Five Australian brands doing great things in 2021
In a year rocked by lockdowns and protests, it at times felt like a country divided. However, some Aussie brands continued to do amazing things. From encouraging the jab to speaking out against controversial cases.
Here are five local brands who continued to do good in 2021.
In September, VB launched their ‘As a matter of fact, get the jab’ campaign with Clemenger BBDO. The ad is about encouraging Australians to get the Covid vaccine, so we can get back to the things we love to do.
Continuing with the formula that has made up their videos over the years, including the strong voice over, the same music and an ice cold beer, the ad’s strong nostalgic feeling is powerful.
A montage of archival footage of Australians at a gig at the pub, at the beach with the RSL, and playing sport draws on this nostalgia and takes us back to when we could do those things pre-pandemic.
In a fun, bubbly and encouraging thirty seconds, VB manages to create a powerful message in which mateship and togetherness is at the forefront of the vaccination campaign.
The past year has seen several campaigns highlighting the prevalence of violence against women.
On an Australian front, start-up period pain management company Ovira in September launched a mobile billboard to highlight a recent case of violence against a woman.
A billboard reading ‘You will not silence our pain’ was stationed outside Knox Grammar, the former school of a man who pleaded guilty to hitting a woman in the face, but was not convicted for it.
When questioned about the role of the brand in activism, Ovira founder Alice Williams told Mumbrella: “If not us, then who?”.
“We stand in solidarity with her and want to amplify her voice, while offering hope to the thousands of other women suffering in silence. We hope that our actions can empower these women,” says Williams.
In 16 months following the launch of its award-winning ‘Quiet XPA’, Heaps Normal, a beer company specialising in non-alcoholic beverages, raised $8.5 million as it plans to build a dedicated production facility and capitalise on growing demand.
It’s backing came from the likes of Who Gives A Crap founder Simon Griffiths, Athletic VC managing partner Matt de Boer and Tripple executive director Bec Milgrom.
Heaps Normal are on a mission to change the way Australians engage with alcohol, and are founded on the simple belief that things in life are too good to be wasted.
They aim to have 20 per cent of Australia’s non-alcoholic beer market by 2025, and already has its beer stocked in 2,000 venues and retailers around the country.
Chief executive Andy Miller says Australia is only now catching up to the rest of the world in terms of non-alcoholic beer, but, “we’re catching up pretty bloody quickly”.
In September, the Melbourne Cricket Ground (MCG) partnered with 13 familiar Melbourne footy names in a video promoting Victoria’s vaccination campaign.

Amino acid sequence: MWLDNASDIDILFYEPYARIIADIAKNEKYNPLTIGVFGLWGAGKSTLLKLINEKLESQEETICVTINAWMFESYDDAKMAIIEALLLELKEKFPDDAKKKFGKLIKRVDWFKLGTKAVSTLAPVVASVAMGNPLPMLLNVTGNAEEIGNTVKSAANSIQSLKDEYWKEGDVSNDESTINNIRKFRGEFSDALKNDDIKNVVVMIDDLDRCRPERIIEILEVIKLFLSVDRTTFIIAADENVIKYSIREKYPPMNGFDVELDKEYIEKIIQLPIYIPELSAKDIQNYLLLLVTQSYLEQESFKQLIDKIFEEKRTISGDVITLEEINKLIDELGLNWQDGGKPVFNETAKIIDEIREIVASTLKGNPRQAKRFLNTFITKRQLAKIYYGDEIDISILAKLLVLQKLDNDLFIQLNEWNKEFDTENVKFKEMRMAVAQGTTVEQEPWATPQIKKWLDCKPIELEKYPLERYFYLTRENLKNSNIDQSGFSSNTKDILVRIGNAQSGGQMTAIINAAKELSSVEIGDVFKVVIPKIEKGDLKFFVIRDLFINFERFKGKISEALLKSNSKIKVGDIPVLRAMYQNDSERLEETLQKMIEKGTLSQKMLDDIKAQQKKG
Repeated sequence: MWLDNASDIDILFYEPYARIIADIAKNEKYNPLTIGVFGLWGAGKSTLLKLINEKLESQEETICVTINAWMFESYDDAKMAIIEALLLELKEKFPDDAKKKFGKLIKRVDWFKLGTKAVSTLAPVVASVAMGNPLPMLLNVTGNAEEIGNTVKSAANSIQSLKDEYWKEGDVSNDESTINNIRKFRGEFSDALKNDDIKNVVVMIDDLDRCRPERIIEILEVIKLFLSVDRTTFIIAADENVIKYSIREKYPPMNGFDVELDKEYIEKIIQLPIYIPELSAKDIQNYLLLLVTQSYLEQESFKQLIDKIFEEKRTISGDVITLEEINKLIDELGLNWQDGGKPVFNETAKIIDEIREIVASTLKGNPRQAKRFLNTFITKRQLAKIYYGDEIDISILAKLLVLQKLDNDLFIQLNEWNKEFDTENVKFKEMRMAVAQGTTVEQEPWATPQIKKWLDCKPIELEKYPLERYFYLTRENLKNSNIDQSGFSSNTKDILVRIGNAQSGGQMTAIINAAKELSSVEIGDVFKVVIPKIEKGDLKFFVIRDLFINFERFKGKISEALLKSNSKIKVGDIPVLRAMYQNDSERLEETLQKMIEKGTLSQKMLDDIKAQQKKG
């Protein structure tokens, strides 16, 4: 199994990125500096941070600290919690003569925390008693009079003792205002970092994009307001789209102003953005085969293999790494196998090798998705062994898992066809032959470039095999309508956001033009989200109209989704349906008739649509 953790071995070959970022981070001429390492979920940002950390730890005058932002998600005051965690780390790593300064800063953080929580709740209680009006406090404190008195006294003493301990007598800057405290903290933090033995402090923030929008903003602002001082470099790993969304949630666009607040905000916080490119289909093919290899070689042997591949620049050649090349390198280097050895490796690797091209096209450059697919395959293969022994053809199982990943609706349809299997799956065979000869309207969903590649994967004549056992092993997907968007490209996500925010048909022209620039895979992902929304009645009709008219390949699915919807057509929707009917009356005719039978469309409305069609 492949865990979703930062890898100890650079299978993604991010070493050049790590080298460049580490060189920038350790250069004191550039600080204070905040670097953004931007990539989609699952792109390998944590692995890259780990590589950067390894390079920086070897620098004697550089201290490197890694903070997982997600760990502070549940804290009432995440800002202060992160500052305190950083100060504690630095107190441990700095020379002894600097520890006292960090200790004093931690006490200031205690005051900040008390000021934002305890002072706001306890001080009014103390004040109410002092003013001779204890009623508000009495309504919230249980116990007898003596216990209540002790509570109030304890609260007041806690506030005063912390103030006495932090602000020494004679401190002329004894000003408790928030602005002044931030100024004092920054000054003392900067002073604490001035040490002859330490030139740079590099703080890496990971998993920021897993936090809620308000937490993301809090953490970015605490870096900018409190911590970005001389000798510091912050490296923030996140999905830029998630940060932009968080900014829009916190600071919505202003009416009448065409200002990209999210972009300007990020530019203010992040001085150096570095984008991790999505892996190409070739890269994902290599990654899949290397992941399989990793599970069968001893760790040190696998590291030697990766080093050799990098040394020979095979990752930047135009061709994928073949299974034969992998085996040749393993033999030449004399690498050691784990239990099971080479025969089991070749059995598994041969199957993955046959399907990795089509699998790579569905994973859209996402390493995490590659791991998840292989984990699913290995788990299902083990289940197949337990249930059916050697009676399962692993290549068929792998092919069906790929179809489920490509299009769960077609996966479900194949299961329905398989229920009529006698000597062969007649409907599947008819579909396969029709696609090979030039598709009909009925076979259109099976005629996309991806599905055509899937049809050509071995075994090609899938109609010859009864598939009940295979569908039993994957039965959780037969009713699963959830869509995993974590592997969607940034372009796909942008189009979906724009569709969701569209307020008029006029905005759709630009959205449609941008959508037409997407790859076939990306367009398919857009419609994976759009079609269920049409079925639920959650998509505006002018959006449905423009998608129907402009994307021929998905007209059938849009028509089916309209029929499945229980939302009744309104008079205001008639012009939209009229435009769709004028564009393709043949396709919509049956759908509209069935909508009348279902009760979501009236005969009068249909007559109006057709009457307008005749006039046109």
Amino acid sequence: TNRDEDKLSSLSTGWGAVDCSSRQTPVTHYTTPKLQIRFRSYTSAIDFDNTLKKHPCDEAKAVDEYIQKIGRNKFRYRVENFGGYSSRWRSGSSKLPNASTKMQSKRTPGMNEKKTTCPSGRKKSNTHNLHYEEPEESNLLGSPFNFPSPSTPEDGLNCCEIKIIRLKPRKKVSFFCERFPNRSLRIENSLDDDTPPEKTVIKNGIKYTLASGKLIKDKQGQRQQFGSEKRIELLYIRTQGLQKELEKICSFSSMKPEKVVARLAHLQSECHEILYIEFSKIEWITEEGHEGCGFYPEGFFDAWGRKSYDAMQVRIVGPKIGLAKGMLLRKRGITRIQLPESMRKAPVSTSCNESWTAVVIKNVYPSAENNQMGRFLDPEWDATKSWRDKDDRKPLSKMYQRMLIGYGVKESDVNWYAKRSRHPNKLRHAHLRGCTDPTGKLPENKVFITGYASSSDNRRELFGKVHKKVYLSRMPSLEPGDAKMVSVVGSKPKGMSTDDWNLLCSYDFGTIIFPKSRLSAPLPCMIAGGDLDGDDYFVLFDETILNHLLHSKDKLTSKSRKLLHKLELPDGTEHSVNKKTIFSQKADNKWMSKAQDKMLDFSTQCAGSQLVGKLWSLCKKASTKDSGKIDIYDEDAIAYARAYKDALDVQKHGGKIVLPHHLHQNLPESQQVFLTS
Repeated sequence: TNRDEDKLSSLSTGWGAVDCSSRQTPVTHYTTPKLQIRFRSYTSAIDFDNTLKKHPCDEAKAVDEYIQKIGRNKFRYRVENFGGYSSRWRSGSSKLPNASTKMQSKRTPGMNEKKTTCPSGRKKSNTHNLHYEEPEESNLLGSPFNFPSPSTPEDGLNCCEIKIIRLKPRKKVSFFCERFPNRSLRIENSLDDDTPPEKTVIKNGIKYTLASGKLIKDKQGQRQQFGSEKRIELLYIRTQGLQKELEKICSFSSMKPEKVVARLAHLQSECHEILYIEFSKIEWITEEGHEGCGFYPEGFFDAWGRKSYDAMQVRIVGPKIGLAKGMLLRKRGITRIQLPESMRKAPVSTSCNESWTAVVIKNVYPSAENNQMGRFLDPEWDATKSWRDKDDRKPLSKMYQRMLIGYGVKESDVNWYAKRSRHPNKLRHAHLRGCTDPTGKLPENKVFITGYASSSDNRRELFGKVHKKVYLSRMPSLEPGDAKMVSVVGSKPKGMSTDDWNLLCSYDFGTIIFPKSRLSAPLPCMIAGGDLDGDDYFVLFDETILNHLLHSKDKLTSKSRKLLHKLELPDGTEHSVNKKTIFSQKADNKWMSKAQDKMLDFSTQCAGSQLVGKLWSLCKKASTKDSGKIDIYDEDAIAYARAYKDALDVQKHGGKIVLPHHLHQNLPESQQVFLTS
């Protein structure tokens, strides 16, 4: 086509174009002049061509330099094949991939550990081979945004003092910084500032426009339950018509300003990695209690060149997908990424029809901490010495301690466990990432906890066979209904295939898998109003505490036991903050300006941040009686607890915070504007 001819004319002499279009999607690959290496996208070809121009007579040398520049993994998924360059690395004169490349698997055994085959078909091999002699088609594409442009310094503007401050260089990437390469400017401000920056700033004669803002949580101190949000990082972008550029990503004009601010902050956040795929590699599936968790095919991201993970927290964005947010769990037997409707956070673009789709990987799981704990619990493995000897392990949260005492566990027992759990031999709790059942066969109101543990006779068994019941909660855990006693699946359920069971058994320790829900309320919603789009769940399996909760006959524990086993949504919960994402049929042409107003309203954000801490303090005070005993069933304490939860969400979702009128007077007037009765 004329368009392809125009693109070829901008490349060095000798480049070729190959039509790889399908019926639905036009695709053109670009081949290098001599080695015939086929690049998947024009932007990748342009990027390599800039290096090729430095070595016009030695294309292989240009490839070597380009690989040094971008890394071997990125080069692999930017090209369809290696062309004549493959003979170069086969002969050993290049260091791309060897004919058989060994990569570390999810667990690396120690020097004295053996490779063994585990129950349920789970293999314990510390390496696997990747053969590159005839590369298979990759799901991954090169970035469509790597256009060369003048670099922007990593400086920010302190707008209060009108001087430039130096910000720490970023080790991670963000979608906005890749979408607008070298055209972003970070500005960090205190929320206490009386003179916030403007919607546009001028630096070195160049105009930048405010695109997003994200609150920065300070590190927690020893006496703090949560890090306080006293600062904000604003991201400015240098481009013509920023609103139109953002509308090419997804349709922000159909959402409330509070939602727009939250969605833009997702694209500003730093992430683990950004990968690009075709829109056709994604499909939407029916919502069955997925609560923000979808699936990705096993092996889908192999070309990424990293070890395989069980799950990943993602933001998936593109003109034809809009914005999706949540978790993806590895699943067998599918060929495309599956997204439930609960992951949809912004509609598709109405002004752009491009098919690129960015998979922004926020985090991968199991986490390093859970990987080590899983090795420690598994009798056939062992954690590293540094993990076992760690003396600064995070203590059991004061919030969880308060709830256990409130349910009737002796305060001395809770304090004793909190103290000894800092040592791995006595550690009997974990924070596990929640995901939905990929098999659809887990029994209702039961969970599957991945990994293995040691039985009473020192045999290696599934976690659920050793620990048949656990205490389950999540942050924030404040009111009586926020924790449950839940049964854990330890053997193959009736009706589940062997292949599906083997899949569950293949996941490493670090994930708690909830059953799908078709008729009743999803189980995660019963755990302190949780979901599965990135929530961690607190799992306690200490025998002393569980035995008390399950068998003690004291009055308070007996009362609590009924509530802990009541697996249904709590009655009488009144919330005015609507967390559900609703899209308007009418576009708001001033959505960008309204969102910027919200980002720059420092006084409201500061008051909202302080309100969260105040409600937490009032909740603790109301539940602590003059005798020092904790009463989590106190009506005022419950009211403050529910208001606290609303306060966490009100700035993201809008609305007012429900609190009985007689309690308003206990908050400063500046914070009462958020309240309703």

Personalities across the media, former players and even umpires joined the cause to encourage Victorians to get their jab.
“Your one action out there, could help us see 100,000 back in here at the MCG. So come on Victoria – from all of us – let’s get back to doing what we love,” says Richmond tragic Mick Molloy.
Melbourne Cricket Club CEO Stuart Fox said that the MCG had a responsibility to encourage the population to get vaccinated, in line with the health advice that major events in Victoria won’t be able to return until the state reaches key vaccination targets.
“The MCG has been home to some of Australia’s greatest and most cherished sporting moments for more than 165 years, and has welcomed patrons from all walks of life. It sits close to the city centre as a landmark of unity, dreams and celebration and when full, the MCG is the beating heart of Victoria,” says Fox.
“For the last 18 months, too often the Ground has been left empty. It is symbolic of the struggle all Victorians and particularly those in Melbourne have felt.”
Wash Bloc is a WA-based company that is encouraging people to wash more sustainably, so far creating shampoo and conditioner bars free from harmful chemicals, while reducing the need for single-use plastics.
Their aim is to convert ten thousand people from using liquid products to solid products by 2024, in doing so saving approximately 60,000 plastic bottles from ending up in landfill or in the ocean. The solid bars last 3 times longer than current plastic shampoo bottles.
Founder George Brown says his inspiration came from surfing coastlines across the world, where the water was riddled with plastic bottles and other rubbish. It was the wake up call he needed to do something about it.
Wash Bloc has big ambitions to further their product line down the track, and as of Monday 6 December revealed its now including eco friendly travel containers to its range.